Private Equity, Jobs, and Productivity
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Private equity critics claim that leveraged buyouts bring huge job losses and few gains in operating performance. To evaluate these claims, we construct and analyze a new dataset that covers U.S. buyouts from 1980 to 2005. We track 3,200 target firms and their 150,000 establishments before and after acquisition, comparing them to controls defined by industry, size, age, and prior growth. Relative to controls, employment at target establishments falls 3 percent over two years post buyout and 6 percent over five years. However, target firms also create more new jobs at new establishments, and they acquire and divest establishments more rapidly. Considering all adjustment margins, relative net job loss at target firms is a modest one percent of employment over two years post buyout. In contrast, the sum of gross job creation and destruction at target firms exceeds that of controls by 14 percent of employment over two years. Buyouts also bring TFP gains at target firms and reductions in earnings per worker. Productivity gains arise mainly from an accelerated exit of less productive establishments and greater entry of more productive ones - that is, from a directed reallocation of jobs within target firms.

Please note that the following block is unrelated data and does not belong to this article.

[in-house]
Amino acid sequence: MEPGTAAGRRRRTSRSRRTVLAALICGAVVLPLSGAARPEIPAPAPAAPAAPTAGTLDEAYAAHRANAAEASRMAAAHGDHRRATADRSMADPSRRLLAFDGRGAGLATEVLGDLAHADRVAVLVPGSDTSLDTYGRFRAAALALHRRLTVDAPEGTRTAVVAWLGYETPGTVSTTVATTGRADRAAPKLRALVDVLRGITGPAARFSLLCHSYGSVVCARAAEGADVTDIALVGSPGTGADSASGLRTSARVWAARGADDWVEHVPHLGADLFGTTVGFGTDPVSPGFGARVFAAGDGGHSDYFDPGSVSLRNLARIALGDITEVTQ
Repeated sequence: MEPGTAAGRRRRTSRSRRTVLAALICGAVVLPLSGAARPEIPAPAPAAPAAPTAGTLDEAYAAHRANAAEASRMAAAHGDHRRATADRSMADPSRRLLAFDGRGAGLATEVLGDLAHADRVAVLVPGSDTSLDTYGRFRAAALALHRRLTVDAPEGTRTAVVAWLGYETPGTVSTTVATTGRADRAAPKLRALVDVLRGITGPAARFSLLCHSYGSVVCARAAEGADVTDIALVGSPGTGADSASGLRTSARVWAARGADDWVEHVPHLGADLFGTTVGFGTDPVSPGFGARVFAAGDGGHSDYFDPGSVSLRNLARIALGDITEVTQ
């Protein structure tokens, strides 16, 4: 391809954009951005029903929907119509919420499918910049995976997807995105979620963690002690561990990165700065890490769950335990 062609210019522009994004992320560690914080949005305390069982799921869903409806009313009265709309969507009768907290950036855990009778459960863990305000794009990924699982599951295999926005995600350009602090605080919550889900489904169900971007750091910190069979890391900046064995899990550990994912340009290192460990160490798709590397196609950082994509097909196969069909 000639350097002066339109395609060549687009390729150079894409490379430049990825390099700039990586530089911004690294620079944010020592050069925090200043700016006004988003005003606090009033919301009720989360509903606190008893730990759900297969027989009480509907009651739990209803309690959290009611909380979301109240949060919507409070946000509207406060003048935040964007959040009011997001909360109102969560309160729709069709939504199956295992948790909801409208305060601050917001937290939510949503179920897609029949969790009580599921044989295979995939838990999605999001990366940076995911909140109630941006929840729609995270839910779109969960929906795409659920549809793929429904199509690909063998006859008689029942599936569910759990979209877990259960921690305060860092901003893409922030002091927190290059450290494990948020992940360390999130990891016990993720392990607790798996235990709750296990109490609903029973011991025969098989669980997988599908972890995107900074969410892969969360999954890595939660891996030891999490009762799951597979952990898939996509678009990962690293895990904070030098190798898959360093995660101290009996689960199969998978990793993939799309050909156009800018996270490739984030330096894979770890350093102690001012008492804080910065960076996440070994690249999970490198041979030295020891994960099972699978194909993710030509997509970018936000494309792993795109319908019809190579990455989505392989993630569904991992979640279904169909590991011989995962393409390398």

Document Object Identifier (DOI): 10.3386/w19458
Published: Steven J. Davis & John Haltiwanger & Kyle Handley & Ron Jarmin & Josh Lerner & Javier Miranda, 2014. "Private Equity, Jobs, and Productivity," American Economic Review, American Economic Association, vol. 104(12), pages 3956-90, December. citation courtesy of
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